James Ford Rhodes (18481927). History of the Civil War, 18611865 1917.
Merrimac raked her fore and aft with shells.1 Being now on fire she hauled down her colors and hoisted a white flag. A misunderstanding that ensued with regard to her surrender led to the Merrimac firing hot shot into the Congress; this completed her destruction.
As soon as the Merrimac was sighted, the frigate Minnesota left her anchorage at Fort Monroe and steamed toward Newport News to the support of the Congress and the Cumberland. She ran aground and, as there still remained two hours of daylight she was apparently at the mercy of the ironclad, but the pilots were afraid to attempt the channel at ebbtide. The Merrimac therefore returned to Sewells Point and anchored, to await the light of next day when the commander expected to return to destroy the Minnesota and the rest of the fleet at Fort Monroe.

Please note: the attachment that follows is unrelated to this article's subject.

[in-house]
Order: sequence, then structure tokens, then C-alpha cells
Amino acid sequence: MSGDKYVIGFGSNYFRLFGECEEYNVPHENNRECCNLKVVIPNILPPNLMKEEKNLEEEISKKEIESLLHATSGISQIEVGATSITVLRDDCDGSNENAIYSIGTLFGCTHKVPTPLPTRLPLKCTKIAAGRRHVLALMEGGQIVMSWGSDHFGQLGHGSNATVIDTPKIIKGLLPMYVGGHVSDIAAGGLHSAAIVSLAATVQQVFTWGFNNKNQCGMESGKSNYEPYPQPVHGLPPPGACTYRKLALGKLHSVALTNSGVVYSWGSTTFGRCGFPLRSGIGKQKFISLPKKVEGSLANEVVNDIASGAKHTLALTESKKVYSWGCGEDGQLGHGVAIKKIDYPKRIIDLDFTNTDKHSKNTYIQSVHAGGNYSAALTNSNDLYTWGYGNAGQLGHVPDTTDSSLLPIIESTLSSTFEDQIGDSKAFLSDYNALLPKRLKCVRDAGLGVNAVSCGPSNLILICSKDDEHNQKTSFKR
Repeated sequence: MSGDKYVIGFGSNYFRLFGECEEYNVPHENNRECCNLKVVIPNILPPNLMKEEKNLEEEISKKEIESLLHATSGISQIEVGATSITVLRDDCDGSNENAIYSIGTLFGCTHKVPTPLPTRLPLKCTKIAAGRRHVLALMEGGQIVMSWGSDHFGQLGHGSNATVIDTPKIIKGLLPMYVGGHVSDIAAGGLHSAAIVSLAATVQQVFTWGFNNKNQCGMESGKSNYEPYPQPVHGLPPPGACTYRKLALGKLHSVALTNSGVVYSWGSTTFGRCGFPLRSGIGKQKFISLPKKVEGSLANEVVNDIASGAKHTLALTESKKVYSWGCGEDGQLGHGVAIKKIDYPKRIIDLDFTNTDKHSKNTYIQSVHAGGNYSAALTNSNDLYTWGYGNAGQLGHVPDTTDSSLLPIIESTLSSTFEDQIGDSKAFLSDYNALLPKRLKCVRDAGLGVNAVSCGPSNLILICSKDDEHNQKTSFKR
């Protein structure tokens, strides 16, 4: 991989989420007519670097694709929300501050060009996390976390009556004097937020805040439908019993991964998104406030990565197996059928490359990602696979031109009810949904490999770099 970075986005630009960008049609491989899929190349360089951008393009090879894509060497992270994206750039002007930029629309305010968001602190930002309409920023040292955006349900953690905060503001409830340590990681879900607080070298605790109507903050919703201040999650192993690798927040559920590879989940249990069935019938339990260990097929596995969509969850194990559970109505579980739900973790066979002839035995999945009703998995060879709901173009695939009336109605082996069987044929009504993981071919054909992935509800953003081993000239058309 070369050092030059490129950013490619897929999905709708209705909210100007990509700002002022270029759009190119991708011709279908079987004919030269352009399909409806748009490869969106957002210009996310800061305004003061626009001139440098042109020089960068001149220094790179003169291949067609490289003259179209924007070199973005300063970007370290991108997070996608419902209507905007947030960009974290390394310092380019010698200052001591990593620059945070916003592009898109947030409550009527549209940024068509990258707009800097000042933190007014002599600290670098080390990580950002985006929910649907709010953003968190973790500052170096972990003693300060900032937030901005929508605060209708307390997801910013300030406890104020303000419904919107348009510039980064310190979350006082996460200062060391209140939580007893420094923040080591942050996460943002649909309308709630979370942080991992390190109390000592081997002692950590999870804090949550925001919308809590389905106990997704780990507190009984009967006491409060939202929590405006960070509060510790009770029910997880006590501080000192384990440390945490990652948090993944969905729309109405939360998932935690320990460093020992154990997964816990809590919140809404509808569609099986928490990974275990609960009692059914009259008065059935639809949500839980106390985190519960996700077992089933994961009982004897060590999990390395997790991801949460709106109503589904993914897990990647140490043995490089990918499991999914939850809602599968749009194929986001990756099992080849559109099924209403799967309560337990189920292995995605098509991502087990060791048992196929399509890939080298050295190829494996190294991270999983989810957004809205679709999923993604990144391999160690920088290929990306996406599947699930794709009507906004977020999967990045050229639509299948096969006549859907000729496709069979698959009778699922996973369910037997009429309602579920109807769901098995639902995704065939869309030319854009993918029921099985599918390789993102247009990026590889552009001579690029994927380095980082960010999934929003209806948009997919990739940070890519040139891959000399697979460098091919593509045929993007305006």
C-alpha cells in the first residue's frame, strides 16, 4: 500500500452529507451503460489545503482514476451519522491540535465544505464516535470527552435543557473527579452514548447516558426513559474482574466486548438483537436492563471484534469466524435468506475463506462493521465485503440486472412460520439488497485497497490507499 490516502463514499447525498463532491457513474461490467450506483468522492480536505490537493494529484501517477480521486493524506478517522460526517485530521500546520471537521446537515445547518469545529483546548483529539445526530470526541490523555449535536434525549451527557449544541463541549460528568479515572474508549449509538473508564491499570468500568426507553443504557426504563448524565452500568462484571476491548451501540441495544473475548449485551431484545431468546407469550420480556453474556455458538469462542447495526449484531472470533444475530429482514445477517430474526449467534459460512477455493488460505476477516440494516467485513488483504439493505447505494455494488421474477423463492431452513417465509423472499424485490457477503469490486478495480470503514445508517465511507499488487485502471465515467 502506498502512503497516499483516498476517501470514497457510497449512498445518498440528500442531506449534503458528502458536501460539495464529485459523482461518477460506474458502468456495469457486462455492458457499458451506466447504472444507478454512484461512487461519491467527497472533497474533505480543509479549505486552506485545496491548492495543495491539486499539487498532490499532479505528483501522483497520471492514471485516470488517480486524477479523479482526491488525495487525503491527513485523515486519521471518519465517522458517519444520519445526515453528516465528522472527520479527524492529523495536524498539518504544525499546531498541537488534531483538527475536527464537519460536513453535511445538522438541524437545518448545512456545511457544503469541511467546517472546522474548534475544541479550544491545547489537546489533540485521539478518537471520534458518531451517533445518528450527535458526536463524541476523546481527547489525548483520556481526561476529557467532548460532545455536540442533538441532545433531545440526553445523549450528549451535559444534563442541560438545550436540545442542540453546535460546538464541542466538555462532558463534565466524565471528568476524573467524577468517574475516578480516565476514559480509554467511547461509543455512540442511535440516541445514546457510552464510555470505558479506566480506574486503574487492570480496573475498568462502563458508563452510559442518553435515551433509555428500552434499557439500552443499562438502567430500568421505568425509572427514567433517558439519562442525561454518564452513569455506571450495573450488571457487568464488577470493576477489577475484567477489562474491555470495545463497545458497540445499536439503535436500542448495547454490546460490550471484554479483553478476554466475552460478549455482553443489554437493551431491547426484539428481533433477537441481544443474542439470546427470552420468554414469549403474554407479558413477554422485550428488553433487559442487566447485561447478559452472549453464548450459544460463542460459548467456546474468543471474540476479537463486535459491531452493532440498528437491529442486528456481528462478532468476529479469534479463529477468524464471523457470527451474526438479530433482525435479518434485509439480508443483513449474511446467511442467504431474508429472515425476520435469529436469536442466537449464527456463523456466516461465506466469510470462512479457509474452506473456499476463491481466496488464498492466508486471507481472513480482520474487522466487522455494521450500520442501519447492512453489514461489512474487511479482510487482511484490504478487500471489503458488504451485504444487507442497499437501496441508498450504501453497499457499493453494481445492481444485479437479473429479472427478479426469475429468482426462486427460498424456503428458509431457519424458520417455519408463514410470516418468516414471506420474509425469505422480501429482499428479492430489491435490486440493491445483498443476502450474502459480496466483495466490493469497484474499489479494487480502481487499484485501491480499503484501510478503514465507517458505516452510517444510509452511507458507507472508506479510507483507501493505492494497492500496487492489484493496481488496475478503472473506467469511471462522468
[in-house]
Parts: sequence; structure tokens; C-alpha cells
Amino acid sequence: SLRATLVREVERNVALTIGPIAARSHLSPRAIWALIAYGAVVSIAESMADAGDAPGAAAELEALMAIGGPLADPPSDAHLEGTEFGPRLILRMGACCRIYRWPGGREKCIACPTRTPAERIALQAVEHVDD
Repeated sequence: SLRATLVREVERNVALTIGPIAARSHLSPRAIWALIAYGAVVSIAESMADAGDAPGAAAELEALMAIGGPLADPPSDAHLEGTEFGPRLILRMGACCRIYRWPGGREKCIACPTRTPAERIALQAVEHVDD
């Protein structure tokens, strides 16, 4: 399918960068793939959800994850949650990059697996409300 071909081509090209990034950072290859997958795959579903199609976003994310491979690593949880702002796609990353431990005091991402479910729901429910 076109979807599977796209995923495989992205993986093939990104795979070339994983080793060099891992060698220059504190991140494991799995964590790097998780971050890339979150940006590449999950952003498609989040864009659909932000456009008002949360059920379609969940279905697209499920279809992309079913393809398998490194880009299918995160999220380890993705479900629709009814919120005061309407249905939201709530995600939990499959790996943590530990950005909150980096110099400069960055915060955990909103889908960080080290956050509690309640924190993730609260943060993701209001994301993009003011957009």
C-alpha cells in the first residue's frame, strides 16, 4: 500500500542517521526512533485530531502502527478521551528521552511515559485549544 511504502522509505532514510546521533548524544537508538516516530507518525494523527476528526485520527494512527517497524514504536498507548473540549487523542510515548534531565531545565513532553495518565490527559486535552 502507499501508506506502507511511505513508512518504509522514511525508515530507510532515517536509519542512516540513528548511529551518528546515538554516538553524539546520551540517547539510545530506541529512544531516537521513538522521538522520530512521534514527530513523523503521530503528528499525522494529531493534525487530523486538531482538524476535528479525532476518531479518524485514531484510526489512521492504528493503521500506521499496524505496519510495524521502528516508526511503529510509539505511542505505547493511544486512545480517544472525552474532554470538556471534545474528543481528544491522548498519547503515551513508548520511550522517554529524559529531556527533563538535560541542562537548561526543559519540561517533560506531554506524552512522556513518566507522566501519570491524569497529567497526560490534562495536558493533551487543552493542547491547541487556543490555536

That night there was consternation in the Union fleet and among the Union troops in Fort Monroe and at Newport News. The stately wooden frigates, in the morning deemed powerful men-of-war, had been proved absolutely useless to cope with this new engine of destruction. The following day in Washington, a Sunday, was one of profound disquietude. Seward, Chase, Stanton and Welles hastened to the White House to confer with the President, who was much perturbed. Stanton, wrote Hay in his Diary, was fearfully stampeded. He said they would capture our fleet, take Fort Monroe, be in Washington before night.2 The President and Stanton went repeatedly to the window and looked down the Potomacthe view being uninterrupted for milesto see if the Merrimac was not coming to Washington.3 The despatches from the War Department that day reflect the general excitement and apprehension. The capability of the Merrimac for future performance was much